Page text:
posted by dru in blog
March 18, 2000
# let's play MP3 what if...

More thoughts on MP3's

(unrefined ideas to follow)

The other day in class, my prof mentionned that the reason record companies are afraid of MP3's is because the market could quickly become something like in China - dominated by pirates who sell content for cheap (or in this case, give it away). Now this is fairly obvious, but it led me to question whether we really need to make money from music. While losing revenue is Bad For Artists, I think the only people it really hurts are huge record companies, and a minority of recording artists who actually make a significant profit fro their music (see the problem with music for details). So why don't we just make music a local thing, and have people who make a reasonable living playing it, as well as a lot of amateurs.

Of course, that would mean an end to the star system, and a bunch of other things. My idea is this: if MP3's help make recorded music less of a wierd, elitist, star-worship thing, and places more emphasis on live, local music, then I can't see the loss of billions in record sales revenue as a bad thing - record company execs will hardly starve.

Another bottom line: if no one can make a decent living as a musician, there won't be any commercial music. (Is that a bad thing?) Therefor, even if MP3's make all music inevitably freely available, other ways of paying musicians will emerge, or there will be significantly less music. That's my understanding of the market, anyway.

Either that, or musicians will find motives other than money to play music, which I think some of them already have.


If you haven't seen the cool web apps at halfbrain.com yet, they're definitely worth a look.

My roommate, Stefan, has the fastest loading manila site out there: Promises to have some interesting content, too - Stef does good poetry and a lot of non-sequiters.

Finite and Infinite Games. Another cool concept that applies to more than just what it describes (games). (via synthetic zero)

I think I like using bold for emphasis when I write longer bits.

It seems like 20 new blogs show up every day, many of which are suprisingly uninteresting. Heh. Welcome to the dark side. Anyway, thank god for filters.

posted by dru in blog
March 17, 2000
# Art and Incrementality revisited.


fish1: A close-up of some of a piece I did in photoshop.

idea. One of the strengths of weblogs is that they are updated incrementally. Consider this in relation to a site like yahoo, which has (arguably) similar content to many specialized weblogs, the chief difference being that the presentation is incremental, yet non-linear, so any visitor can jump into the flow and have a reasonable chance of learning something by spending a few minutes a day at a site, starting at any point in time. Contrast this to a huge annotated link list, which amounts to a huge one-time flood of information, which it's hard to go through in one sitting, and even harder to remember (or want to) go back later. The 'newness' of newly updated weblogs only adds to this.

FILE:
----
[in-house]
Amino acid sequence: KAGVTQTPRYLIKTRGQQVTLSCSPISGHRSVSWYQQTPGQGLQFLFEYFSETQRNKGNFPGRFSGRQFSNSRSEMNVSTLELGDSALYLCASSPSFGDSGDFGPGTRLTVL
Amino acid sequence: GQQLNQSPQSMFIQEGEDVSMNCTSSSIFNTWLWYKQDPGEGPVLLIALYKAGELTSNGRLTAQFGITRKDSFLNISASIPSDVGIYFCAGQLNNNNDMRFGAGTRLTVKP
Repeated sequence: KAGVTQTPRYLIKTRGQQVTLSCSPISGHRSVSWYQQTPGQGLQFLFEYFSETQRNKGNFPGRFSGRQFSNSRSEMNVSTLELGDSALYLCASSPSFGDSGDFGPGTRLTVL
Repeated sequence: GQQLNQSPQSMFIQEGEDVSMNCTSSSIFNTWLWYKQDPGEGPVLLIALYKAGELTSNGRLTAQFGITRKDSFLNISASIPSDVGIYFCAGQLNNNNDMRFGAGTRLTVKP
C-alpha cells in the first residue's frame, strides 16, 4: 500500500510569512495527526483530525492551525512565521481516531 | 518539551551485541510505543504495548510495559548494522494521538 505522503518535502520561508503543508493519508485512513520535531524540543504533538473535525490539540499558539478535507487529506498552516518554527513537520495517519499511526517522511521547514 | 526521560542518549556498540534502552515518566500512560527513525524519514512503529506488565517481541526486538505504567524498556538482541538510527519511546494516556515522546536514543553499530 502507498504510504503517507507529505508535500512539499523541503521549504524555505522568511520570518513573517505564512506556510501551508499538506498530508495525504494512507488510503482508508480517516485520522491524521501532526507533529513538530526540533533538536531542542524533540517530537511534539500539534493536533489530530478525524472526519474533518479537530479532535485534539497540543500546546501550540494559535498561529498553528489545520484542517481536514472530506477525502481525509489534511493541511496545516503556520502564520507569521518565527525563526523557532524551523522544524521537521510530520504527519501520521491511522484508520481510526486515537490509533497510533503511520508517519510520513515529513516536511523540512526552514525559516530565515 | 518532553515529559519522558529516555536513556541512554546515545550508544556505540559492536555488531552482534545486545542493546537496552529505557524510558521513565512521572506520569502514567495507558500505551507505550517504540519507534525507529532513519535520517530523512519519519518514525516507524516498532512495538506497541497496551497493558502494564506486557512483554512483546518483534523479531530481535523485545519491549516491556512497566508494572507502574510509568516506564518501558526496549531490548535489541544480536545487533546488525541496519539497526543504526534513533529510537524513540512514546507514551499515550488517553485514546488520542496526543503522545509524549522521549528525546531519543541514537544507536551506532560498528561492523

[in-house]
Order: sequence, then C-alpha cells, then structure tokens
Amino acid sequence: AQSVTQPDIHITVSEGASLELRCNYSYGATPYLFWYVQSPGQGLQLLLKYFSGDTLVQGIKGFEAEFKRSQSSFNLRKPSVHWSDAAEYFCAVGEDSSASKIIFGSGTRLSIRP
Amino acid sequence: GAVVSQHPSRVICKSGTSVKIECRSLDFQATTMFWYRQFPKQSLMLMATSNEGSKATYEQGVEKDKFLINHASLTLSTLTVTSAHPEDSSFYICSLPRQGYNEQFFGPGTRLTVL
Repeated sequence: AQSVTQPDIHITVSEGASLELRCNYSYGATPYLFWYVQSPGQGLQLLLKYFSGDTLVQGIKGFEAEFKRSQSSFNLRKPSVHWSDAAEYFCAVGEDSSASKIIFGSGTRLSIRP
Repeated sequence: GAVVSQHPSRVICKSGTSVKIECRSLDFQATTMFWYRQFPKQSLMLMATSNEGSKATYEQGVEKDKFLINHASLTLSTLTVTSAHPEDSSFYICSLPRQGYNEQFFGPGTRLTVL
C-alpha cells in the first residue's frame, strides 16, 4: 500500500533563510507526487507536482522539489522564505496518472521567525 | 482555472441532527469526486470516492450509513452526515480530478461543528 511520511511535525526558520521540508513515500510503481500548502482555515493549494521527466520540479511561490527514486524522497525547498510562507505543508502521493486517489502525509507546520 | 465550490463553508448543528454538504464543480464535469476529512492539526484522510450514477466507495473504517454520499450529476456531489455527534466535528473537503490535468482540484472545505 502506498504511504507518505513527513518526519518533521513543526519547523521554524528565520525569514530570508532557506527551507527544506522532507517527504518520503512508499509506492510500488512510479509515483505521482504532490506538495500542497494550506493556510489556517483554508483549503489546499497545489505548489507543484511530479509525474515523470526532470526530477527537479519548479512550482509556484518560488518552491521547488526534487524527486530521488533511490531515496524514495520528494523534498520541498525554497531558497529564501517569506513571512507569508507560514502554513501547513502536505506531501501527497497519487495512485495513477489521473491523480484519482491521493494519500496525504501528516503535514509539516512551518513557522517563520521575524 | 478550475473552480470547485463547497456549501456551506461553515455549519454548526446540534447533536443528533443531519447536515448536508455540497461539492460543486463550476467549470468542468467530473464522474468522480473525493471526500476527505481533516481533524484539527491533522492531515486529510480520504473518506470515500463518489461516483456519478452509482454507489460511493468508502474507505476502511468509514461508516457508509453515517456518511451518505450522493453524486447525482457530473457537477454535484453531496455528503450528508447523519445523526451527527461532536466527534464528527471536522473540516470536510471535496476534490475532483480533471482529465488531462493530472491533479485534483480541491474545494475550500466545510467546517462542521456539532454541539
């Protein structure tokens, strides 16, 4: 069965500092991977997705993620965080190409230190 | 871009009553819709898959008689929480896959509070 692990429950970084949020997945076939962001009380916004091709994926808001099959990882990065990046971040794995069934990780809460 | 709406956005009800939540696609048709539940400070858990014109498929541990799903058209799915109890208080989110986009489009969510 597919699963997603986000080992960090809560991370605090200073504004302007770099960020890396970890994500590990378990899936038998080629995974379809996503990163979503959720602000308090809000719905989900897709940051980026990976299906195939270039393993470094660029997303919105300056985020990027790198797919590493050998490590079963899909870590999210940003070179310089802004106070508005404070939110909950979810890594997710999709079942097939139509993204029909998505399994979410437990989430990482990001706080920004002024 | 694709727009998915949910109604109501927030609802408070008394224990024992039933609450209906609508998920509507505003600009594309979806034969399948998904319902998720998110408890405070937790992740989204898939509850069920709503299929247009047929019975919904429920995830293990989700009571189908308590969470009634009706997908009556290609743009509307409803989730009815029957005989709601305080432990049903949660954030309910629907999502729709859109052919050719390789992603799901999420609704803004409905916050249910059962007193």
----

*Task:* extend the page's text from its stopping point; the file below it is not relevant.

The point: the temporal, incremental process of reading a weblog is an explicit part of the interface, so the user doesn't have to have the discipline to sit down and sift, just the curiosity to go back to a site and get a few tidbits now and then. This relates to my idea of incrementalism, which I now realize applies to both the updating and reading of weblogs.


Good stuff about comics and eBooks on peterme, and I just noticed his interface design reading list. Fantabulous.

Weblogs that are new to me: blogit has some good links today, including this one which quotes Steve Ballmer as saying the internet is "backward". Swallowing Tacks has an entry about a cool musical concept. Infolets looks interesting.

Free BeOS is coming on the 28th. Apparently, over 100,000 people signed up to be notified. It'll be interesting to see how fast the BeOS spreads after it's freely available. Go Be! ... er, Gobe!

Monkeyfist digs Zydeco. I wonder if any Zydeco bands ever make it up to eastern Canada? I would seem likely, given the Acadian connection and all.

Another one from the archives: Bewitched. Ack. It works.

Oh yeah: Web Collage

I was looking for the earliest archived posts in some weblogs today, and the first two I looked through eatonweb and inessential both mention squirrels in the very first post. Cosmic!